Alternatively, make your sixth day’s drive shorter by staying at Third Bridge only on day four and game driving to North Gate on day five.

Days 6-7: Savuti, Chobe National Park

Leave Third Bridge at dawn for an eight- to nine-hour drive. Head for North Gate, but take in the hide at Hippo Pools along the way. Don’t try to cross the Khwai River. Tracks4Africa GPS Maps shows a detour across a log-bridge in a nearby village. Enter Chobe National Park and drive towards Savuti Camp. If the roads are wet or slippery, avoid the more scenic marsh route. The sand-ridge road is faster, but has heavy sand, undulations and mopane veld. Some campsites overlook the Savuti Channel, with trees for shade. Expect running water, flush toilets, no fences and a visit from elephants.

Picture by Keith Reid
Picture by Keith Reid

This is one of my favourite areas, alive with wildlife. We’ve seen lion kills, lion cubs, multiple wild dog sightings and lots of elephants. Even a few leopards have made their appearance.

Days 8-9: Serondela/Kasane, Chobe

More sand driving to the Serondela section of Chobe. Don’t be fooled by the distance of 160km; it will take around four hours. Your first sight of the Chobe River will delight, with hippos honking, and buffalo and elephants drinking in the late afternoon.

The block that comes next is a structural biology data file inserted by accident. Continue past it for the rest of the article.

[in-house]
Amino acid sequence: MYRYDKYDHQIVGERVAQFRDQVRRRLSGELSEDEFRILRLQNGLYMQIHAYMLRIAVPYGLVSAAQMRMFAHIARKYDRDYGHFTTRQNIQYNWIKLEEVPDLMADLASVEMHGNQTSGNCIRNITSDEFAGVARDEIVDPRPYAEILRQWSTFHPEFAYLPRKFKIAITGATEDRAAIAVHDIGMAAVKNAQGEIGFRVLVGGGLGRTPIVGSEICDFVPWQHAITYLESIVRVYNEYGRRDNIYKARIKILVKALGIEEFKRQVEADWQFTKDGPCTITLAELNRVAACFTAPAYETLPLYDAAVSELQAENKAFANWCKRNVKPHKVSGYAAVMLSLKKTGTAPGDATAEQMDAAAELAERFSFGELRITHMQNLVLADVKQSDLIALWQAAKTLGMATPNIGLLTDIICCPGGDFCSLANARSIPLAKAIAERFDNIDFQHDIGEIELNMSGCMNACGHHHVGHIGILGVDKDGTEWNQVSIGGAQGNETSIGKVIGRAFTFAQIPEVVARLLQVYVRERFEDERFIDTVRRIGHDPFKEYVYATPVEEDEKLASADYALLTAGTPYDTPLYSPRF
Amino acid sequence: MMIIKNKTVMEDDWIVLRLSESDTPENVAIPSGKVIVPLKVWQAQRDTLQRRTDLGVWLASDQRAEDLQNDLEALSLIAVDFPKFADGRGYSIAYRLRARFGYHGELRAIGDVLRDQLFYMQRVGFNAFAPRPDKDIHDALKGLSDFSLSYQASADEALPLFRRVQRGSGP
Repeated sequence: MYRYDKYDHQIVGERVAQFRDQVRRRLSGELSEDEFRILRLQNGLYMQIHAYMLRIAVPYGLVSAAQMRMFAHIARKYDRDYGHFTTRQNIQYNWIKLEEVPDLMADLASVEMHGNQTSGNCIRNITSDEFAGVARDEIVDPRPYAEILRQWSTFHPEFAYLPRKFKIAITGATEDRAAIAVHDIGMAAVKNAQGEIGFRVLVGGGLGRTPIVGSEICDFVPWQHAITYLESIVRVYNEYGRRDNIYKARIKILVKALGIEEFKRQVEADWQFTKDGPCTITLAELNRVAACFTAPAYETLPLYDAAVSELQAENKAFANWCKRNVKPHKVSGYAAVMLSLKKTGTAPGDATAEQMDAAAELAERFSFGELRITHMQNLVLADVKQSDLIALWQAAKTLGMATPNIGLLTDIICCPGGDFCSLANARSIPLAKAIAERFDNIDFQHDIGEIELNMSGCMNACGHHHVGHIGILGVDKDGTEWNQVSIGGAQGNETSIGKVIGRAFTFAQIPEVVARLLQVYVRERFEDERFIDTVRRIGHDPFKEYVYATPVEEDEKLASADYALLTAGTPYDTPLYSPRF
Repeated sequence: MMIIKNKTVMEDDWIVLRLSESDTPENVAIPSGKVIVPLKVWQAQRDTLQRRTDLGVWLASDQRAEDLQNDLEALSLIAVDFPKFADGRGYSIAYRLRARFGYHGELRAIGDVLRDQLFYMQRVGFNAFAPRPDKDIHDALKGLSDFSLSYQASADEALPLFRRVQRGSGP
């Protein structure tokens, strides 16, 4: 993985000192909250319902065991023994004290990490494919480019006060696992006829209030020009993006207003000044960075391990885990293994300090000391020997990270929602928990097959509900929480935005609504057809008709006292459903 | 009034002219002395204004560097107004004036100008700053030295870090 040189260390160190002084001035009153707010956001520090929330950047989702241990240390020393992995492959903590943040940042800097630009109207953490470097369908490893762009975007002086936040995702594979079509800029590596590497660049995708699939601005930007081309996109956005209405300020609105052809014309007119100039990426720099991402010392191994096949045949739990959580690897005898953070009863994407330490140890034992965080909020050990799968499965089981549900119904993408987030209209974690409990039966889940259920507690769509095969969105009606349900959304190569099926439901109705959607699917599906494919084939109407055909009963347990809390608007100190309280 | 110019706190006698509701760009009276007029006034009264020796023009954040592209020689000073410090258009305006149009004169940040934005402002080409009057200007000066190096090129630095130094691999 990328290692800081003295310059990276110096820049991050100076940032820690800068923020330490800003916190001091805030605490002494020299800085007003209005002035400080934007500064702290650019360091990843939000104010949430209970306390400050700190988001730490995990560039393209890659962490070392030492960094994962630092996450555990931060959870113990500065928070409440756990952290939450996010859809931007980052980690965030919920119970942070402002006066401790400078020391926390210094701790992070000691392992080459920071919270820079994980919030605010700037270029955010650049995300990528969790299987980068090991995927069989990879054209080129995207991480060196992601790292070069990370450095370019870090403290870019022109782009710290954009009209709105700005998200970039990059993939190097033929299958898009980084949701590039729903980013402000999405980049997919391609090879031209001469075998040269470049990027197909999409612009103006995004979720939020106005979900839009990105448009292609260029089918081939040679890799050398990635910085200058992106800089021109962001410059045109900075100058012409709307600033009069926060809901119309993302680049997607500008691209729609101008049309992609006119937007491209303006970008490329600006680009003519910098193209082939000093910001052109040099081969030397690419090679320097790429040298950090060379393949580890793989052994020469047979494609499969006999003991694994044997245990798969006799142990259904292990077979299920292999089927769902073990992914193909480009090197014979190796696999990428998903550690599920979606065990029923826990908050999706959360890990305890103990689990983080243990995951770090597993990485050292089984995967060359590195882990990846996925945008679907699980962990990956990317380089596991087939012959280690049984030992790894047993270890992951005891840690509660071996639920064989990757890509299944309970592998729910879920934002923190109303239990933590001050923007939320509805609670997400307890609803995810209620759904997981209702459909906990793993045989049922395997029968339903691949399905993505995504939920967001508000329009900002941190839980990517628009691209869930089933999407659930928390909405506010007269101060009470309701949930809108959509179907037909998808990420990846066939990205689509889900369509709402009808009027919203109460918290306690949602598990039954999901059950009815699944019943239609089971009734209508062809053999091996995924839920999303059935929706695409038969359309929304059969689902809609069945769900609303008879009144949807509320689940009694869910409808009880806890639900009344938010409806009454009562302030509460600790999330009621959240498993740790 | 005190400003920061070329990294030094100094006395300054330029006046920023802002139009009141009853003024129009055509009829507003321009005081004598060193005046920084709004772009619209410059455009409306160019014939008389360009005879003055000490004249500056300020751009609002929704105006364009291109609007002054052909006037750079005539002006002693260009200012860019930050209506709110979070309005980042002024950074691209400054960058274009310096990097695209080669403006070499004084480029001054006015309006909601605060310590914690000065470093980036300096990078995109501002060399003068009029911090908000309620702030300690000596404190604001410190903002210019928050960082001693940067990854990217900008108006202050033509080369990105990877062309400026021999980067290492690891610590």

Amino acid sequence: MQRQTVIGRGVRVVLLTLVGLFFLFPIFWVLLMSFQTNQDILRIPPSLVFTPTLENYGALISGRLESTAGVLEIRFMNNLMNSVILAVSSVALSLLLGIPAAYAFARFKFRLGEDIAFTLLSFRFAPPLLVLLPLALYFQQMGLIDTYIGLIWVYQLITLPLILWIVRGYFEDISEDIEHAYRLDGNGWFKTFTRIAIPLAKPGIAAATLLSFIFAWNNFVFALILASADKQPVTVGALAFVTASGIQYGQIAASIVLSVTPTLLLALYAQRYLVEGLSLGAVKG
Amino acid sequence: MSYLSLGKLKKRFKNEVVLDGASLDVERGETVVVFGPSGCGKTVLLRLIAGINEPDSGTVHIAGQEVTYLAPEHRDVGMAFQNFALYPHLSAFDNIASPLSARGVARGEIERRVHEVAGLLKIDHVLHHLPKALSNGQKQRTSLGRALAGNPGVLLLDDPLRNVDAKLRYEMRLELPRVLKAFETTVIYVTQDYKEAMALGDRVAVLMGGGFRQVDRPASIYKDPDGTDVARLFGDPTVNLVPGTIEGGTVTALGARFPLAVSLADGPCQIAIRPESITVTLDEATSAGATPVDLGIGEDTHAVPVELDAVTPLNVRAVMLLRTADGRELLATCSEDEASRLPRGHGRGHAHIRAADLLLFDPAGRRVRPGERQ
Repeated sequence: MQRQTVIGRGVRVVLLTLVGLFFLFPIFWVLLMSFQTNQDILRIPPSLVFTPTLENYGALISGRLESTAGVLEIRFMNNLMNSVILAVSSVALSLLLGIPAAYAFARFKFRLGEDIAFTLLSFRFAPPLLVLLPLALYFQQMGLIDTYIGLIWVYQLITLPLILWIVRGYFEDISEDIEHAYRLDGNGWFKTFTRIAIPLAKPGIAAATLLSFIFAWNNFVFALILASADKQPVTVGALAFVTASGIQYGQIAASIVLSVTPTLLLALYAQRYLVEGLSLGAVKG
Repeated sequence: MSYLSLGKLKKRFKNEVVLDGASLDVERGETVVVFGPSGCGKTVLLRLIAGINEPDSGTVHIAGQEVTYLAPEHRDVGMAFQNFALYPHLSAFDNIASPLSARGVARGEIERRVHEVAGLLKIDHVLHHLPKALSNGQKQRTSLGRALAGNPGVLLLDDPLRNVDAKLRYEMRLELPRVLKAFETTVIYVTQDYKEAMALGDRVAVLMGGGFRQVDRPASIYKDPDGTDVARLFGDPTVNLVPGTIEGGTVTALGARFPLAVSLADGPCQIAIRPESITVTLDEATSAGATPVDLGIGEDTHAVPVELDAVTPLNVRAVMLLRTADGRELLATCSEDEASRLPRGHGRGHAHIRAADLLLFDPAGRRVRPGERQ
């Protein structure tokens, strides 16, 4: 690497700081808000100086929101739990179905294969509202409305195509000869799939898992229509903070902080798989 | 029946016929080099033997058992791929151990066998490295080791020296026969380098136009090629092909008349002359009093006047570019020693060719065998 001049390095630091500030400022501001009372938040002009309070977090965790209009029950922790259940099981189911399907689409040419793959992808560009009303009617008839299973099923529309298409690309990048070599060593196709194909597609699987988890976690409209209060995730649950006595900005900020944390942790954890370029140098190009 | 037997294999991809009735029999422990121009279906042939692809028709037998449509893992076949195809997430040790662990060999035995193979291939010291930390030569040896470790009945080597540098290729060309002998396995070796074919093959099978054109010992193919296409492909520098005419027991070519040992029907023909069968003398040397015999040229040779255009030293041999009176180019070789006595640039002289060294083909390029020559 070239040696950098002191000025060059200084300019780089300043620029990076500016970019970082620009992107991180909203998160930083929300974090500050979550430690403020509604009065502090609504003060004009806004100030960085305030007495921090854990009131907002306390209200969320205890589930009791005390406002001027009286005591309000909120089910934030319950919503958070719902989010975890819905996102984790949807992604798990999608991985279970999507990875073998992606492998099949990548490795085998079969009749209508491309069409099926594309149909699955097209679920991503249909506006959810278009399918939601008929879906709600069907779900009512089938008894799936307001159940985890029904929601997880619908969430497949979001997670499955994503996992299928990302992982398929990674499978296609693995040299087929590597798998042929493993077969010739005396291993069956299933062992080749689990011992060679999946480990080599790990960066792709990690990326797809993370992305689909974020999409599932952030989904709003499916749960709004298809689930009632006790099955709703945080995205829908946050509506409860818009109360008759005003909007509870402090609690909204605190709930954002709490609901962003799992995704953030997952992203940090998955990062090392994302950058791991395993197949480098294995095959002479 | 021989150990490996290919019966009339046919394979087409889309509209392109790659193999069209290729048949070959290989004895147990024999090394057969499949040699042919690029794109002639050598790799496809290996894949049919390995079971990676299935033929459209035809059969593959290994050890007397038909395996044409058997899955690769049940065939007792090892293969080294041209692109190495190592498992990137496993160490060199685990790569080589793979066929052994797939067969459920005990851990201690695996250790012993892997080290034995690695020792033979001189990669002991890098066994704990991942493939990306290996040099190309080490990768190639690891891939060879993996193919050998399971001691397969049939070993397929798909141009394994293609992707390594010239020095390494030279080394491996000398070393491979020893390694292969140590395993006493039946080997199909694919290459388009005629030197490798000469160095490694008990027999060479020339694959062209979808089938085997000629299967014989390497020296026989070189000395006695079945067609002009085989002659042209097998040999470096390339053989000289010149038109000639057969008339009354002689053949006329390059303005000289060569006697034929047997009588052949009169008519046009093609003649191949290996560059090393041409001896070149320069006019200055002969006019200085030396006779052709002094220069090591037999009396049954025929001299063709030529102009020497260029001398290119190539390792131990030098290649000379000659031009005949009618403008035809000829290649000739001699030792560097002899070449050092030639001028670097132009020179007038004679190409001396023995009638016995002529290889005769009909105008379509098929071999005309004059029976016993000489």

Chobe’s unfenced Ihaha Camp has a river view and ablutions that were well-maintained when I last visited in 2016, though I’ve heard complaints since. Avoid Site 2 where the tree is a haven for baboons. Don’t miss the riverfront game drive, especially in the pink dawn light.

Picture by Keith Reid

Spend night nine at Chobe Safari Lodge Camp in Kasane, just 40km away, so you can enjoy a river cruise at sunset – one of the best things about Chobe. Get close to elephants, crocs, water monitors, hippos and a host of fish eagles and kingfishers. You’ll remember forever the bright oranges and reds as the sun sets over the river.

Day 10: Woodlands Camp

On your way back to Johannesburg, stop at Woodlands in Francistown – 500km from Kasane. The campsite is clean and shaded.

T4A travel tips

  • Avoid wet season when there’s water in the Makgadikgadi pans and some roads are impassable.
  • Even in dry season, there’s a chance of getting stuck in sand in the Makgadikgadi or in mud in Moremi, so it’s best to travel with two vehicles.